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Call for Abstracts (February 29, 2012): Anthology on the FANTASTIC IN HOLOCAUST LITERATURE
full name / name of organization:
Judith B. Kerman (Mayapple Press) and John Edgar Browning (SUNY-Buffalo)
Call for Submissions: Anthology on the FANTASTIC IN HOLOCAUST LITERATURE
Judith B. Kerman
John Edgar Browning
“Can the Holocaust be represented with sensitivity and historical verisimilitude in an imaginative mode so often associated in the popular mind with escapism and ‘irreality,’” asks Gary K. Wolfe. “If the reality of the Holocaust challenges the imagination—or transcends it, as Elie Wiesel and others have argued,” Wolfe continues, “what can the fantastic imagination possibly bring to the table?” We invite abstracts for a critical anthology entitled, “The Fantastic in Holocaust Literature," to be published by McFarland & Co. in 2013. This anthology is interdisciplinary in scope, with “literature” being broadly defined, from literature and film, to animation, graphic novels, and various other mediums. Within these mediums, we are interested in the fantastic, which, “by its very nature,” Wolfe aptly comments, “violates the norms of realism that have dominated not only Holocaust texts but virtually the whole body of what has been received and taught as “serious” literature for the past two centuries. Fantastic literature suggests fairy tales, myths, science fiction—the impossible or at least the improbable.” Thus, we seek to generate essays that, while not necessarily in agreement or reducible to a single medium, will work in dialogue with each other, as a cohesive whole.
But why write about the Nazi Holocaust? And why read about it? Many survivors have needed to bear witness, and for many the idea of bearing witness gave meaning to their sufferings even as they occurred, helping them to survive. However, writings by non-survivors are a more complicated matter, and reading about these events is similarly complex. Questions about the nature and purpose of Holocaust texts which incorporate fantastic elements are not really separate from these broader issues, which concern the ontological as well as the moral nature of the Holocaust itself. One might ask the same question about any catastrophe, natural or man-made, which reminds us how thin the thread is which keeps us from either misery or savagery. Cambodia. Hiroshima. Kuwait City and Baghdad. Even the lives of our own homeless. Yet, to the extent that our everyday lives continue in relatively unruffled comfort, these experiences are in fact fantastic to contemplate, which is why almost every account reports refusal by most European Jews to believe the warnings they received, even as they were herded onto the trains. As Jane Yolen's novel, The Devil's Arithmetic (1988), frames it, these reports were clearly “fairy tales,” madness (67). When the real is so fantastic, what literary effects will succeed in making it credible, and in helping the reader to comprehend its human meaning?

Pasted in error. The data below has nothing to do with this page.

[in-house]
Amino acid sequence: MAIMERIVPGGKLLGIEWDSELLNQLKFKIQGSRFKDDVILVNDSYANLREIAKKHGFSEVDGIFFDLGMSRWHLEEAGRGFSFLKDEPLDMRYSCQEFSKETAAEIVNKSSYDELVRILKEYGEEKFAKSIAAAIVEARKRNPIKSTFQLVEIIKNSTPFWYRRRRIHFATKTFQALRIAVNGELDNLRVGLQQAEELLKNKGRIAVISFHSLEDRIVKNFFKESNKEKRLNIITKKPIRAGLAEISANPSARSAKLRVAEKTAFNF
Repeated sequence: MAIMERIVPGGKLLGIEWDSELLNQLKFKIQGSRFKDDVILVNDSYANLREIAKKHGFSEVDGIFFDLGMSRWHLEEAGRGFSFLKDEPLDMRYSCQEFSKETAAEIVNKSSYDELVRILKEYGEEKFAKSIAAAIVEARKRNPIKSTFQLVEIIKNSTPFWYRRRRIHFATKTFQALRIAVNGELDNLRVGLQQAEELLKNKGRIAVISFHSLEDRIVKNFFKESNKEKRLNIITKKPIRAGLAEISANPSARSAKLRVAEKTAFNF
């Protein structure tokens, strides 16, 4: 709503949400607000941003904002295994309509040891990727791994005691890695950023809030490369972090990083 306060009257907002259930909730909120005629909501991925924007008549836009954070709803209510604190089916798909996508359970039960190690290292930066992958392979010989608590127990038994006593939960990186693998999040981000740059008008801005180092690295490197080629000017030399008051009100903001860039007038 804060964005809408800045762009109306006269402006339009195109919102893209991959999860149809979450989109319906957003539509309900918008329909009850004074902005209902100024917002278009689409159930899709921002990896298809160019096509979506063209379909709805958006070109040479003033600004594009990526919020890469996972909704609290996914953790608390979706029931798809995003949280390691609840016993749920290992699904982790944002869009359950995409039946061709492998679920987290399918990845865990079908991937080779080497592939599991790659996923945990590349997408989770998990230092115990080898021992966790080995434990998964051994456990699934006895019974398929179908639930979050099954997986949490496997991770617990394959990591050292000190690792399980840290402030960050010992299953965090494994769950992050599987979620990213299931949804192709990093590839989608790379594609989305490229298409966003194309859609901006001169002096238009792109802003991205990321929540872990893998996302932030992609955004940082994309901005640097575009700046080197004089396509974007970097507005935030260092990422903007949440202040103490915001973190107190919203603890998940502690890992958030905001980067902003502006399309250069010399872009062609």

To respond meaningfully to such a challenge, one approach is made available by the techniques of the fantastic, the "condensation of images which allows it to affect its readers at many levels and in many different ways" (Kathryn Hume, Fantasy and Mimesis , 196). “Any tacit agreement,” Wolfe points out, “that the Holocaust is ‘off-limits’ to the imagination may well have the paradoxical effect of mythologizing it further, as the historical event recedes, and the surviving texts take on the status of icons.” If the Holocaust is “to remain a continuing confrontation with almost unimaginable evil,” Wolfe continues, “it must, as Caryn James implies, be re-imagined for succeeding generations on their own terms.” This anthology will consider essays that interrogate literary texts in which the Holocaust and the fantastic are together articulated in a number of different ways, some more successful than others, in order to wrestle with these questions.
Please submit abstracts of 500 words and a short biographical statement to John Edgar Browning (email@example.com) or Judith B. Kerman (firstname.lastname@example.org) by February 29, 2012. Essays appearing in the anthology will average 3,000-8,000 words. Chicago style should be used where citation is required. Notification of acceptance will be given by March 31, 2012, accompanied by additional comments for revision where necessary. Completed chapters will be due by August 1, 2012.